“Nice knot –” he began. The frying pan racing toward his face interrupted him.

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Cookie Crumbs

“Greta!” Jon called out. It was getting dark. Dad was going to be pissed.

“Greta!” he called again. He pulled out his flashlight but didn’t turn it on yet. It was still light enough for him to avoid the low-hanging branches, but once the sun set he wasn’t sure how much moonlight there would be.

“Greta!” His voice cracked this time. At least no one was around to hear, except maybe Greta. Would she even answer him? Maybe she’d fallen asleep again. Then he’d never find her before nightfall. He wondered how the townsfolk would feel about mounting another search party. Greta wasn’t the only child to get lost in the woods, but she was the only one to make a habit of it.

Jon sighed and ducked to avoid a low-hanging oak branch, then tripped on the roots. He stopped the fall with his hands, and felt something sharp poking out of the moist dirt. Closer examination, with the flashlight on, revealed a broken piece of pottery shaped like a small foot. Faded paint gave it lifelike lines and even suggested some type of ankle bracelet. Jon shivered involuntarily. The other kids liked to talk about a witch in the woods, but Dad believed she’d died a long time ago. What if she hadn’t?

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Death and Taxes… and Fairies

Once upon a time, in a forest far away, there lived a young fairy. Having no other fairies to talk to, she spent her days wandering through the woods. She knew the paths the humans took, and was careful to avoid them. She knew where the last rays of sunlight would hit the forest floor after a long summer’s day. And she knew where to find the freshest, sweetest water that would quench any thirst. One day, after a particularly heavy rain, she checked on her favorite stream and discovered a large book floating in the now muddy waters. The young fairy spent hours cleaning leaves and mud off the book before laying it in the sun to dry. She needn’t have bothered, for the book was magical and when the pages dried, it looked as shiny and new as the day it had been made.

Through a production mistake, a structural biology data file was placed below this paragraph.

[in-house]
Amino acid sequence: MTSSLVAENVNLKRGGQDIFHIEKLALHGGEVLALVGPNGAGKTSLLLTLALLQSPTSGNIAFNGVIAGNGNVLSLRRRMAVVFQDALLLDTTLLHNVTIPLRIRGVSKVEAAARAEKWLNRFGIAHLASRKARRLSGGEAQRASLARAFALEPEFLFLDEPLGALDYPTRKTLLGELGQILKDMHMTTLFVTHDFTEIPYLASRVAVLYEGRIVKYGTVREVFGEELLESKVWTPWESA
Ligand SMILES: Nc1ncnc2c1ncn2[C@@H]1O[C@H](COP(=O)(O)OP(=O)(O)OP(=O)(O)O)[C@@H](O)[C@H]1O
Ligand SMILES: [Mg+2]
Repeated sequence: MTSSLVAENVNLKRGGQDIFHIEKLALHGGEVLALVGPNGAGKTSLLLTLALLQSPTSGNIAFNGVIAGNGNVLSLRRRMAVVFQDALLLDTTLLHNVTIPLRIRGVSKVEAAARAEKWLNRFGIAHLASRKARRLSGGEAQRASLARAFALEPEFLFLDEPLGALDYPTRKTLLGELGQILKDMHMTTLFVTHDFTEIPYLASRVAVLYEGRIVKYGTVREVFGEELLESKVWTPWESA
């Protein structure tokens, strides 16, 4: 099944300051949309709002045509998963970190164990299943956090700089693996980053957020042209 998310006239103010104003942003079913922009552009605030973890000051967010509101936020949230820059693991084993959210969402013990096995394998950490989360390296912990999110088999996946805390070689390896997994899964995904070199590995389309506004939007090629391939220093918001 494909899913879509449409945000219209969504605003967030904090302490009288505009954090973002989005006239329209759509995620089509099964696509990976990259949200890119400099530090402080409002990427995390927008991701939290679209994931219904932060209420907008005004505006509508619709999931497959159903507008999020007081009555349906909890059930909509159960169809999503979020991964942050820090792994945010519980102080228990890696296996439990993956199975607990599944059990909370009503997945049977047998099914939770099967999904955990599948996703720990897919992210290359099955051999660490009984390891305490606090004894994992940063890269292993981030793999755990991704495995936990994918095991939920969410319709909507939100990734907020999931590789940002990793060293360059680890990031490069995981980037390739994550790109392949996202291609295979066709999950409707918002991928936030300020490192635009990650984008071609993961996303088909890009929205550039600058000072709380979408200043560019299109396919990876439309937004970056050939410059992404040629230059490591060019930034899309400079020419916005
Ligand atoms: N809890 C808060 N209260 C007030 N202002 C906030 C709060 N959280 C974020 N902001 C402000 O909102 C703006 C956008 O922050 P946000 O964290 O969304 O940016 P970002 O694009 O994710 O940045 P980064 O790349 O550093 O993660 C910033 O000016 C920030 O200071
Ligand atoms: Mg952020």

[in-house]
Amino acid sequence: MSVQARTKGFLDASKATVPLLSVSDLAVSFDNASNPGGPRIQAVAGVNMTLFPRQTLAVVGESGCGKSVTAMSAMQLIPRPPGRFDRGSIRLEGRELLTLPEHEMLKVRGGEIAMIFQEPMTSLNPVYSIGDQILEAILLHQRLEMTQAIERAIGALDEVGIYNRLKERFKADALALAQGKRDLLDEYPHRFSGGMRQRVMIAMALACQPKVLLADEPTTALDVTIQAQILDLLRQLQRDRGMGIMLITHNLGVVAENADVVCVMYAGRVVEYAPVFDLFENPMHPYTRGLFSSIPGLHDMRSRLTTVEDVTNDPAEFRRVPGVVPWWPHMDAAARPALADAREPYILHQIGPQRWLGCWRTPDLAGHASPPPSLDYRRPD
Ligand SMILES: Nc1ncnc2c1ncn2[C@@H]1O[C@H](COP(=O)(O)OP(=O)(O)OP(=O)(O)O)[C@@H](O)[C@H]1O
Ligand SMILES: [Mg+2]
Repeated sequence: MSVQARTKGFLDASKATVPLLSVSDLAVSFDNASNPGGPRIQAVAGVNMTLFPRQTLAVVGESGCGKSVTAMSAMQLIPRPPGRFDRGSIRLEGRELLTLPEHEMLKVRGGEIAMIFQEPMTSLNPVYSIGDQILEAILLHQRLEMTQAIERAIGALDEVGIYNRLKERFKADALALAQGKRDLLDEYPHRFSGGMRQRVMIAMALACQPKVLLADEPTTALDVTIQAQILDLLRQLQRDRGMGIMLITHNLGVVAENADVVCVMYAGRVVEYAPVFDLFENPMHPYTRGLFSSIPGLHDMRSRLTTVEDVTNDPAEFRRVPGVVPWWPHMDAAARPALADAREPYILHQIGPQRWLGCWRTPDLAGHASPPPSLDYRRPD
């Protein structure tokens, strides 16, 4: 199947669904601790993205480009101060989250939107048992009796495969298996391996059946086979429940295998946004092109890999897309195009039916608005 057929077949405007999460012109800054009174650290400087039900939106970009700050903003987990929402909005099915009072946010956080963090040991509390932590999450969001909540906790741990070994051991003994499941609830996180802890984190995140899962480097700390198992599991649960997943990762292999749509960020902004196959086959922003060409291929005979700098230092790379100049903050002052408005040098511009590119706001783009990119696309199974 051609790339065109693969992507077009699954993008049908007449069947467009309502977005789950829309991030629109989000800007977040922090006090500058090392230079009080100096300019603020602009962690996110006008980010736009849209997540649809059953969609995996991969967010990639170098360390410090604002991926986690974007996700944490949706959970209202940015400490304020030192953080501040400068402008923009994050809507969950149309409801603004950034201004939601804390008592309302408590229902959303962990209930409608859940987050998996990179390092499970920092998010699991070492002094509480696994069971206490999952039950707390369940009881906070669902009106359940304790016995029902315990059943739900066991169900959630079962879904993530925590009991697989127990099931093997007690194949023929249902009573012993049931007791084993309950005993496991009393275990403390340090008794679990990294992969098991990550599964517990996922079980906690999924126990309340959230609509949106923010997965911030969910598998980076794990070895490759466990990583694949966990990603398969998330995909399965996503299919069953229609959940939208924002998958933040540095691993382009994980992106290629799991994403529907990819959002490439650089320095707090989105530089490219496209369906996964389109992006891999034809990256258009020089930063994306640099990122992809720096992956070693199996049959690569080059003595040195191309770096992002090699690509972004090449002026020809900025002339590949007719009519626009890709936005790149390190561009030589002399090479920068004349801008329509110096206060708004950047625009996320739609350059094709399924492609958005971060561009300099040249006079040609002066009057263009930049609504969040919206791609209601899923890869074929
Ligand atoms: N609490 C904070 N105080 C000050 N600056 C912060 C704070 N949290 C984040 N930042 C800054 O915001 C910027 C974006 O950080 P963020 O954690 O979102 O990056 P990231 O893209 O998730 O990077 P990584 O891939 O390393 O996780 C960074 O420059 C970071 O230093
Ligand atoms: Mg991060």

Excited, the fairy sat down to read her new book. To her dismay, the words were written in a language she did not understand. She turned the book upside down, sideways and even tried to read it backwards, but still she couldn’t make sense of the words. She looked at it during different times of day and under the full moon. Nothing helped.

The pictures, however, were clear. They were beautifully illustrated in vibrant colors of yellow, blue and green. They showed her the adventures of other, older fairies. Those pictures enchanted her. She had never met another fairy!And they were so elegant; their wings were large and magnificent and brightly colored in jewel tones. She especially liked a young man whose wings shimmered like amethysts. After that day, the book never left her side, and she could often be found sitting on her favorite sunflower, in a clearing near the creek, studying the ancient tome.

One day, a tax collector from the neighboring kingdom – the kingdom whose humans liked to travel noisily along that trail through the woods – followed a different path.